World Blood Donor Day: 14 June


Do you remember the last time you donated blood? Millions of people need blood transfusions yearly and 54% of the recipients in low income countries are children below the age of five.

In simple terms, a blood donation means giving up a small volume of your blood—about two cups—to be transferred to someone in need. According to the World Health Organization (WHO), of the 118.5 million blood donations collected globally, 40% of these are collected in high-income countries, home to 16% of the world’s population. Although low-income countries collectively have denser populations, they have lower blood donation rates.

For this reason, we need to spread awareness about the importance of blood donations. Date 14 June was assigned “World blood donor day” to encourage blood donation and commemorate the birthdate of Karl Landsteiner, the first to discover blood groups (A, B, and O) in 1901. Before this discovery, blood transfusions often caused many complications.

History of Blood Donation

Attempts to transfuse blood in humans started in the 1600s after the discovery of circulation by William Harvey. The earlier experiments were done on animals and then on humans using animal blood. Most cases were unsuccessful and even harmful leading to a halt in blood transfusion experiments.

The first successful blood transfusion experiments from one person to another did not occur until 1818. In these successful cases, Dr. James Blundell used donated blood to treat women with uterine bleeding after birth. At first, the transfer had to be done from one person to another simultaneously. Later, scientists discovered how to store blood to be used when needed.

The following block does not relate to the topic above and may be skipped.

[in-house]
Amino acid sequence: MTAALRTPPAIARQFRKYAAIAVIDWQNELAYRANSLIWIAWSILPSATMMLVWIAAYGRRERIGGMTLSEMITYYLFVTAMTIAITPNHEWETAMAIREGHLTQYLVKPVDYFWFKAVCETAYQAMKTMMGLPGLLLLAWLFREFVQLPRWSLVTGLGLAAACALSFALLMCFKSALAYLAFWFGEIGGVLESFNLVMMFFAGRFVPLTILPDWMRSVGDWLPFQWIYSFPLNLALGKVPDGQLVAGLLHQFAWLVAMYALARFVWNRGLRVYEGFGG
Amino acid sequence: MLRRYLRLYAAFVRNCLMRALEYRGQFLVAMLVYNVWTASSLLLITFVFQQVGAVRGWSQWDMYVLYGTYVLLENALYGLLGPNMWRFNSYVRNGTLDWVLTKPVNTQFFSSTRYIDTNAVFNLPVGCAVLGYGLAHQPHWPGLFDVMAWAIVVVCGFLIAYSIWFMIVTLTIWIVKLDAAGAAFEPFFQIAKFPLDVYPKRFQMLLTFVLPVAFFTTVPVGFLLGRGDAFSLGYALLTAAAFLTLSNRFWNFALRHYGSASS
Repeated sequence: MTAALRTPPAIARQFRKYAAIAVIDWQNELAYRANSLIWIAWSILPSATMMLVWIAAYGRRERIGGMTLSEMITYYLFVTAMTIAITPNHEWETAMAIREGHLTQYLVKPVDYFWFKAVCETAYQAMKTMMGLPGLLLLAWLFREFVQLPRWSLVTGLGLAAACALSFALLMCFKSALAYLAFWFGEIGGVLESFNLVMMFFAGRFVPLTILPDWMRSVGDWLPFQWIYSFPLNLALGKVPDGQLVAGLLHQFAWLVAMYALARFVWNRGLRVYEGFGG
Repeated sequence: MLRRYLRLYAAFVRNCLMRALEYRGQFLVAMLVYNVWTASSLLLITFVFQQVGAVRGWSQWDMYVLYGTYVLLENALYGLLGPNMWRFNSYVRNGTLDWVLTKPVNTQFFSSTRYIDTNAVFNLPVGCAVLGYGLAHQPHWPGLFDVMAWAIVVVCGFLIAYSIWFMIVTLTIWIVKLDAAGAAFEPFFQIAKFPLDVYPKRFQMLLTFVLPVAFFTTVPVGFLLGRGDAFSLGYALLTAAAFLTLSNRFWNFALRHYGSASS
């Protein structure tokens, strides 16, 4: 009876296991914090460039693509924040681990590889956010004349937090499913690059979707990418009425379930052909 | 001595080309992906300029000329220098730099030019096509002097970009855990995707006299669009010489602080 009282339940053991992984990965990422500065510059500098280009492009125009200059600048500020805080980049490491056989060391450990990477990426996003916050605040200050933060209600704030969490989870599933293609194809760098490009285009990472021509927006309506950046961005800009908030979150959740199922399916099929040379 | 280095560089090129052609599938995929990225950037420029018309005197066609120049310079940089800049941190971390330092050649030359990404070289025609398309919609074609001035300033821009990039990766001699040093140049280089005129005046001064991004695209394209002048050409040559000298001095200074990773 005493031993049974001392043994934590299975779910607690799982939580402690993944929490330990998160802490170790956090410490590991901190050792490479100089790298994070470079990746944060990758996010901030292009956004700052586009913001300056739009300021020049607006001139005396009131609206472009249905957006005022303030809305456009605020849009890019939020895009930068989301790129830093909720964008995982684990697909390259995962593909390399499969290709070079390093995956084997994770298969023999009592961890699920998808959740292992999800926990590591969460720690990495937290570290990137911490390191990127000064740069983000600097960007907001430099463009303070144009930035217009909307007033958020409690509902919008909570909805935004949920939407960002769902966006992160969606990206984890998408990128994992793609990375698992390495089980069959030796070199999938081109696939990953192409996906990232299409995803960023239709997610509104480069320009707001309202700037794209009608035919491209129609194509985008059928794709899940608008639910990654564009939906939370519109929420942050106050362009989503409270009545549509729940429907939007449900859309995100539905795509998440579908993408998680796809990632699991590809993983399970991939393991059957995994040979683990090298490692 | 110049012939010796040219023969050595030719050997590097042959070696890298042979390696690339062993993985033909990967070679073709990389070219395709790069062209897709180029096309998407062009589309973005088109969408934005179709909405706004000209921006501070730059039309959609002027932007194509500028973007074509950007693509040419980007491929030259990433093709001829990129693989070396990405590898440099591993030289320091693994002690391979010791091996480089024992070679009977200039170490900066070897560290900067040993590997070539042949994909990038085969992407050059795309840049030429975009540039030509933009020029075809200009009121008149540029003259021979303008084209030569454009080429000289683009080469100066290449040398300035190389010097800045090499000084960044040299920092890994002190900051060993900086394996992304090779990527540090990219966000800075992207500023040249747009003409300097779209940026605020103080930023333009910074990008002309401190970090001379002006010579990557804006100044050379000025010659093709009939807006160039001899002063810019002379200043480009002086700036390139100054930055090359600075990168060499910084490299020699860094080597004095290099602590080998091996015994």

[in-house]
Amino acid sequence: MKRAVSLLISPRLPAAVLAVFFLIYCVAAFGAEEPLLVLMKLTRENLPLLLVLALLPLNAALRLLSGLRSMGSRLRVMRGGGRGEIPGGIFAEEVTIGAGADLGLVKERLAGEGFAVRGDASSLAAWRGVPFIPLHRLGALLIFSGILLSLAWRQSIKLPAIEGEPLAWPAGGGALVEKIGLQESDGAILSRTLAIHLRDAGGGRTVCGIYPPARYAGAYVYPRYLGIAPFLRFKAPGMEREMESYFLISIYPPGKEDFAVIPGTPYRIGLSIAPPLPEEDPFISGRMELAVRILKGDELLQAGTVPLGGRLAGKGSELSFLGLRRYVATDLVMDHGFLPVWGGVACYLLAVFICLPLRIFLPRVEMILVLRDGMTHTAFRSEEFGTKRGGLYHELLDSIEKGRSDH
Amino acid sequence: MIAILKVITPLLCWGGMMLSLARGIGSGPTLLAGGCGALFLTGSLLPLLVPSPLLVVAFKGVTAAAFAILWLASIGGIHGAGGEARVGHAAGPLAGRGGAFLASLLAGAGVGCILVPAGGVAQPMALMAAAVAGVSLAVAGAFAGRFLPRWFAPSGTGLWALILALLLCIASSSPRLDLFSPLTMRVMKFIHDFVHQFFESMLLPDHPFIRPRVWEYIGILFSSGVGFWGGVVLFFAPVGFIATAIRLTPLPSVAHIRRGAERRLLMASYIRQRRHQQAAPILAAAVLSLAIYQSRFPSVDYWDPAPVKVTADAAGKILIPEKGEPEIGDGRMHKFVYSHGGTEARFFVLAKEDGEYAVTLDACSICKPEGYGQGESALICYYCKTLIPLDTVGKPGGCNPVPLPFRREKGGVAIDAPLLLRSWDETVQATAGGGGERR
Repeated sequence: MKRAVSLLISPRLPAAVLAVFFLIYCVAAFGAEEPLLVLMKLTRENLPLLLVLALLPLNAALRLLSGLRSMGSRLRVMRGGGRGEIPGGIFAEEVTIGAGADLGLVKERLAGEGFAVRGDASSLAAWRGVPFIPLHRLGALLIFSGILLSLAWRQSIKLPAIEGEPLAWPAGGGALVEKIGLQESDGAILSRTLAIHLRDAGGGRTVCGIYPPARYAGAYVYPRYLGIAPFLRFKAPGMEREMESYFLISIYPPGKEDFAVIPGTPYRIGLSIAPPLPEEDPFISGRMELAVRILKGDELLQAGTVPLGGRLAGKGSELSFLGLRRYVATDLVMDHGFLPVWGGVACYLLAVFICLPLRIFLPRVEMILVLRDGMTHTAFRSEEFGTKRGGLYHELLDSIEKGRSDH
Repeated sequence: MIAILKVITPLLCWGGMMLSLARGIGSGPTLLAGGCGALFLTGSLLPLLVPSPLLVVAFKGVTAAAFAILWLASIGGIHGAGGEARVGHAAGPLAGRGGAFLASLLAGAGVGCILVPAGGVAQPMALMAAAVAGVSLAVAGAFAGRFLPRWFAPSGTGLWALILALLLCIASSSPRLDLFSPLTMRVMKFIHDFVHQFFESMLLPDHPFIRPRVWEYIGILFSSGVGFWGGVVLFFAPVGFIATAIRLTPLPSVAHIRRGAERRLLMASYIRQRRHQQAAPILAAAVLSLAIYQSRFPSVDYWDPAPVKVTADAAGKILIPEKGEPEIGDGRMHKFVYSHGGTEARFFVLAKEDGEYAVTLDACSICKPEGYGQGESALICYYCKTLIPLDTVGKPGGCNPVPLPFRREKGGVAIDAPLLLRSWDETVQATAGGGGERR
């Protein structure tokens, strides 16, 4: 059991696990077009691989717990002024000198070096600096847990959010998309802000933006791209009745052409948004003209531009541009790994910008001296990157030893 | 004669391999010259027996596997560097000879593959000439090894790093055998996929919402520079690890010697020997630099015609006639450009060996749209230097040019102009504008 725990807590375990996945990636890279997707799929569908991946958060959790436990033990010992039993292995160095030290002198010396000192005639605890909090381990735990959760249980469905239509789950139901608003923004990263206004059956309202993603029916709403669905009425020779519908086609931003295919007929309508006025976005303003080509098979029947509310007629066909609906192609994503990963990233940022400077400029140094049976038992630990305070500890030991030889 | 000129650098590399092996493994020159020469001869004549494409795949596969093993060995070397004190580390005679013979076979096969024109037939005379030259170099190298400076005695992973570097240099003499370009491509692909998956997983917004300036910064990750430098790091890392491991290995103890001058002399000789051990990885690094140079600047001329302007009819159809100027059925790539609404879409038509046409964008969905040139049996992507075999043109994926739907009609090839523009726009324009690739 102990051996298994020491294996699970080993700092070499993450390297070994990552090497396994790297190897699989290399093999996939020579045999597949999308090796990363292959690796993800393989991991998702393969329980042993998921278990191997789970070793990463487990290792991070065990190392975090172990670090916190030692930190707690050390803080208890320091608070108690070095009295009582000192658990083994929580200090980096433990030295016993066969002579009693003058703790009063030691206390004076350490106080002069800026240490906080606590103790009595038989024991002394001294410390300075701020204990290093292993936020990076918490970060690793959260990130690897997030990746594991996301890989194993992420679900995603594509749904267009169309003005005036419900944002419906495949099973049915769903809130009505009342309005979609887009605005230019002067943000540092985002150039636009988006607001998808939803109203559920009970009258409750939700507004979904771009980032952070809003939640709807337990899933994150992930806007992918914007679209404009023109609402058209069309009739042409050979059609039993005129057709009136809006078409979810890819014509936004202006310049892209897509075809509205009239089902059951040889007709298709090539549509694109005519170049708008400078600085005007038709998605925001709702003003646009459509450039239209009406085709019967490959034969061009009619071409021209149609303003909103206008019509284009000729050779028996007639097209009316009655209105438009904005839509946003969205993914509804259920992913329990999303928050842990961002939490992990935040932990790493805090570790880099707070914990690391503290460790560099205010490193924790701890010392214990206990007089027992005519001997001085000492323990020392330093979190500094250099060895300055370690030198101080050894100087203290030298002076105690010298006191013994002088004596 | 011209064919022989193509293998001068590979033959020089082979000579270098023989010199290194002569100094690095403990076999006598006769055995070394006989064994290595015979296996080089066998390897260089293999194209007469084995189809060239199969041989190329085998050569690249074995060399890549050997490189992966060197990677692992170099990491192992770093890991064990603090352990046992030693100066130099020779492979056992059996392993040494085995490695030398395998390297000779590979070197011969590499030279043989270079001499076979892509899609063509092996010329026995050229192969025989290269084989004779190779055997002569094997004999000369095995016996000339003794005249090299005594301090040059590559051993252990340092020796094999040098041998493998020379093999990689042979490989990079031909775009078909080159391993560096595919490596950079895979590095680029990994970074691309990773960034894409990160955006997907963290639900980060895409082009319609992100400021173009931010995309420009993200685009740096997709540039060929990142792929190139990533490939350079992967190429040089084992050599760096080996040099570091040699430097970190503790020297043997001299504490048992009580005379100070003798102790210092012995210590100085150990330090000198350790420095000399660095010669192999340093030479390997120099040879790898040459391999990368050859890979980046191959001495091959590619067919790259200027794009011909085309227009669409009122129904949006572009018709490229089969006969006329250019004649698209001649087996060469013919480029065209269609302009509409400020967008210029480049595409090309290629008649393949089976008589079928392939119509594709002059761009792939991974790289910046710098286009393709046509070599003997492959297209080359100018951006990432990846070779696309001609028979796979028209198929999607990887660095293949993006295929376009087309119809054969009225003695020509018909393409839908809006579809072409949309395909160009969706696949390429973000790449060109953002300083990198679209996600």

Health Benefits of Blood Donation

Blood donations are chiefly used to treat patients with anemia, which means not having enough healthy red blood cells to carry oxygen to your body cells. Blood donations are also needed for people who suddenly lose a large amount of blood as a result of injury or surgery.

In addition to saving millions of lives, blood donations carry benefit to the donor as well. The first benefit is from the sense of wellbeing resulting from helping others. You also receive a health check and blood testing for viruses (HIV and hepatitis viruses).

Side Effects of Blood Donation

Fortunately, the side effects of blood donation are minor and rare. Some people get dizzy or may faint if blood is transferred quickly; others may develop a bruise at the site of the needle. In rare cases, the bleeding under the skin may affect other tissues; in these cases, donors need medical attention.

Who Should Donate Blood

Regulations may differ slightly from one country to another, but generally, the suitable age for donation is 17–60 years. You should not be ill at the time of donation, and you should not have any of the contraindications to donation, such as HIV infection, viral hepatitis, exposure to sexually transmitted diseases, or illegal drug use. You should also weigh at least 50 kilograms to safely donate blood. Finally, you are allowed to donate blood after a period of 3 months since your last donation.

Blood donations are crucial for the lives of millions of patients worldwide. Let us lend a hand and support them by donating blood when we can.



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